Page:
Dr Zafar Nawaz Jaspal
New Delhi’s continuous lobbying for the Nuclear Supplier Group membership manifests its craze for entry into the cartel. Its decision to approach Nuclear Supplier Group (NSG) again during the forthcoming meeting of the Groups officials in Vienna, Austria demonstrates Prime Minister Narendra Modi’s resolve to secure the membership of the supplier club. Though, India’s application will not receive confirmatory response from a few members of the Group, yet it leaves the impression that New Delhi is determined for the full membership of NSG. Moreover, it will provide New Delhi an opportunity to review and assess its situation and options in the cartel.
India and Pakistan had formally applied for the membership in May 2016. Both states realize that inclusion in the Group not only enhance their prestige or status in the global politics but also legitimize their import and export of nuclear material for peaceful application. Nevertheless, the 48 members of NSG failed to reach a consensus in cartel’s plenary meeting in Seoul on June 23-24, 2016. The members were ended up in balancing between the political necessities and norms based equitable non-discriminatory criteria. Though, they attempted to resolve this balancing puzzle, yet failed to create a consensus. Both the Great Powers’ politics and mantra in support of the principal of universality or criteria-based approach resulted in a status quo during the June 2016 NSG plenary meeting. Since then, however, New Delhi has robustly been lobbying with the intense support of Washington and its like-minded countries to get a ‘special treatment’ by the NSG members. Simultaneously, Islamabad is also lobbying for the NSG membership.
Paradoxically speaking, keeping India and Pakistan out of the Group due to twentieth century (Cold War) constituted nuclear nonproliferation regime criteria could undermine the NSG’s objectives.Equally, the change in the membership of NSG would affect the credibility of the Group. Therefore, the current members of the NSG are obliged to chalk out an intelligent cum judicious strategy to entertain the applications of both India and Pakistan.
The senior officials from the NSG countries will be meeting on November 11-12, 2016 in Vienna. In this meeting the Consultative Group (CG) of the NSG will present its report on India and Pakistan application status and the response of the members of the cartel. Notably, the CG meets at least twice a year and is tasked to hold consultations on issues associated with the Guidelines on nuclear supply and its technical annexes. Therefore, the members of the cartel would take seriously the report of the CG on the status of India and Pakistan applications for the NSG membership.
The role of NSG Troika is significant in the smooth function of the cartel. The current NSG Chair, together with the previous and the future Chair, form the NSG Troika. Currently, the members of Troika are Mr Young-wan SONG (Current Chair of the NSG: Republic of Korea), Mr. Rafael Mariano Grossi (Previous Chair of the NSG: Argentina) representative of Switzerland, the future Chair of the NSG. Among the troika members Mr. Grossi is candidly supporting India’s bid for NSG. He is aspiring for the International Atomic Energy Agency (IAEA) Director General’s post. The Agency history reveals that without the support of United States securing the IAEA Director General’s is impossible. Therefore, Mr. Grossi is indirectly pleasing the United States by lobbying for India in the NSG.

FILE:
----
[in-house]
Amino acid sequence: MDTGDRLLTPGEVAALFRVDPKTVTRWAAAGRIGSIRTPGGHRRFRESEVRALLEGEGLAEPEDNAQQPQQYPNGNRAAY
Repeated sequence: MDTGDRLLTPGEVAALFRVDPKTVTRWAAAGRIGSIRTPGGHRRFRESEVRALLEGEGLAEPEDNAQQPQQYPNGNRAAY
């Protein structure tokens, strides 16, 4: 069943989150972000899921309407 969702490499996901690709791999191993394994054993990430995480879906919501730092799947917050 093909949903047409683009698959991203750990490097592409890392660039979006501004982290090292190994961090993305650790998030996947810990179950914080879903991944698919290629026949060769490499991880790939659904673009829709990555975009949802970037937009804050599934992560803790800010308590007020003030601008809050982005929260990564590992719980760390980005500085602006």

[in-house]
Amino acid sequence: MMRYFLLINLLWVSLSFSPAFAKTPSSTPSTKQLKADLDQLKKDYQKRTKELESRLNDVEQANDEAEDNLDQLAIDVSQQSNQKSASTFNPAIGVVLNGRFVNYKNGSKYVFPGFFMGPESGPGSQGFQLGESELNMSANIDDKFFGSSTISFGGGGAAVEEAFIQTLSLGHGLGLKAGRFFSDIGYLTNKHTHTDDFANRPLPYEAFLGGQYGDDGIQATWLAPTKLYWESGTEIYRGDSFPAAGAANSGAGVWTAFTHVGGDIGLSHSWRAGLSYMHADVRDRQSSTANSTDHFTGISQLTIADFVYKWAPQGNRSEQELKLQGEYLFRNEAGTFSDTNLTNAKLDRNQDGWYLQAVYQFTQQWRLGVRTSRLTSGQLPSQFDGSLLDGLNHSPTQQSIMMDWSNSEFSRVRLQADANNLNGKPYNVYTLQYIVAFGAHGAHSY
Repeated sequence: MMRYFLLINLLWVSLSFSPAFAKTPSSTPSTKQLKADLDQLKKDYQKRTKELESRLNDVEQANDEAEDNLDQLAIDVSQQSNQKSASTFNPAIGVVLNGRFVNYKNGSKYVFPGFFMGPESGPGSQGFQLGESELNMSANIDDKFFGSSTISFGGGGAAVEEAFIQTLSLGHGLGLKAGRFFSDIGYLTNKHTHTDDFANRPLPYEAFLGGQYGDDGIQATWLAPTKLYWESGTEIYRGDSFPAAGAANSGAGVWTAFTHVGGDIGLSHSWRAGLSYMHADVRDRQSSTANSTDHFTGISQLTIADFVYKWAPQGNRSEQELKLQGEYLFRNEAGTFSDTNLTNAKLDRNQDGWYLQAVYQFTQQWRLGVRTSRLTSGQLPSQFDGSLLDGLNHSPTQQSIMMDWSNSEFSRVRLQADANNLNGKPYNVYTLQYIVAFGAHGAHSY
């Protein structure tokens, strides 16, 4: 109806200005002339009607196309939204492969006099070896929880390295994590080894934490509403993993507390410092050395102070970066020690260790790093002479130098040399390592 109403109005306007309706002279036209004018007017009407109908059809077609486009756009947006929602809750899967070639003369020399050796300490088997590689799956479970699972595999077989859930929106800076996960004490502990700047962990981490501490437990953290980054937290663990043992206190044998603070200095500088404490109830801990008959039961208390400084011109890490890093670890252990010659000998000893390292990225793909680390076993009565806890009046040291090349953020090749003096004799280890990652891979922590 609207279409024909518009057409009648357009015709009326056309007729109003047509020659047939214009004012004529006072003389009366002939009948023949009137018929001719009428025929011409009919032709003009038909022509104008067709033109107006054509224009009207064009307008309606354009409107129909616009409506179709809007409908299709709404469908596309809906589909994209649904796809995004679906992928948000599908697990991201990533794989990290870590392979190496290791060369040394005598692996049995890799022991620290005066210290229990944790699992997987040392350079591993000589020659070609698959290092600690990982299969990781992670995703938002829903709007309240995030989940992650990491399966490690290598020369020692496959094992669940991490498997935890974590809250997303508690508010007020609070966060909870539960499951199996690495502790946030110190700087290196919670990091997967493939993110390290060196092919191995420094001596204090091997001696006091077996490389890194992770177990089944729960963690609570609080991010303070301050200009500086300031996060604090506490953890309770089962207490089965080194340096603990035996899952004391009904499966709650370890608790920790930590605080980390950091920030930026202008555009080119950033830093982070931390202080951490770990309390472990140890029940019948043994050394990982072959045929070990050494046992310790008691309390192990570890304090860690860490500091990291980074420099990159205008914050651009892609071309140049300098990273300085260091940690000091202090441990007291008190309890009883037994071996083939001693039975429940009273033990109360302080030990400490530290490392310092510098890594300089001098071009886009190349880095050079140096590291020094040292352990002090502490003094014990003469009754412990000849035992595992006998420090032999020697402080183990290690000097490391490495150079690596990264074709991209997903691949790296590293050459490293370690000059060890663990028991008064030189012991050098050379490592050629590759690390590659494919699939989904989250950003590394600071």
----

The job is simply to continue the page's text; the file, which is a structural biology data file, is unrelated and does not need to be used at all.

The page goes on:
Since June 2016 NSG plenary meeting the officials of India had approachedtheir Chinese counterpart twice for softening/revising the China’s principle stance on the NSG membership aspirants criteria. Nevertheless, Beijing maintains its two-step approach, i.e. draft “non-discriminatory” criteria for non-NPT signatories and then take up specific applications. Importantly, today, India is encounter tough resistance in getting the membership of the NSG.The trends reveal that India would not be able to alter the positions of the Austria, China and Ireland. India abstained from the United Nations First Committee Resolution (L.41) to express its displeasure on the opposition of Austria and Ireland. The Resolution was sponsored by Austria and Ireland. It aims to draft a legally binding instrument to ban nuclear weapons. In a tit for tat reaction both Austria and Ireland voted against the Indian proposal for a convention “to ban the use of nuclear weapons and then their possession.” Conversely, the Indians succeeded in softening the stance of Brazil and New Zealand on the membership subject. Brazilian President Michel Temer gave impression that he understands India’s positionand New Zeland’S Prime Minister John Key promised to his Indian counterpart contribute to “constructively” contribute in the process.
The preceding discussion underscores that despite New Delhi’s hectic lobbying and engagement three countries, i.e. China, Austria and Ireland will continue to insist on chalking out general criteria for non-NPT entrants in the forthcoming meeting of cartel officials.Hence, during November 11-12, 2016 meeting India would not secure the consensual support for its bid for the membership of the Nuclear Supplier Group.
— The writer is Associate Professor, School of Politics and International Relations, Quaid-i-Azam University, Islamabad.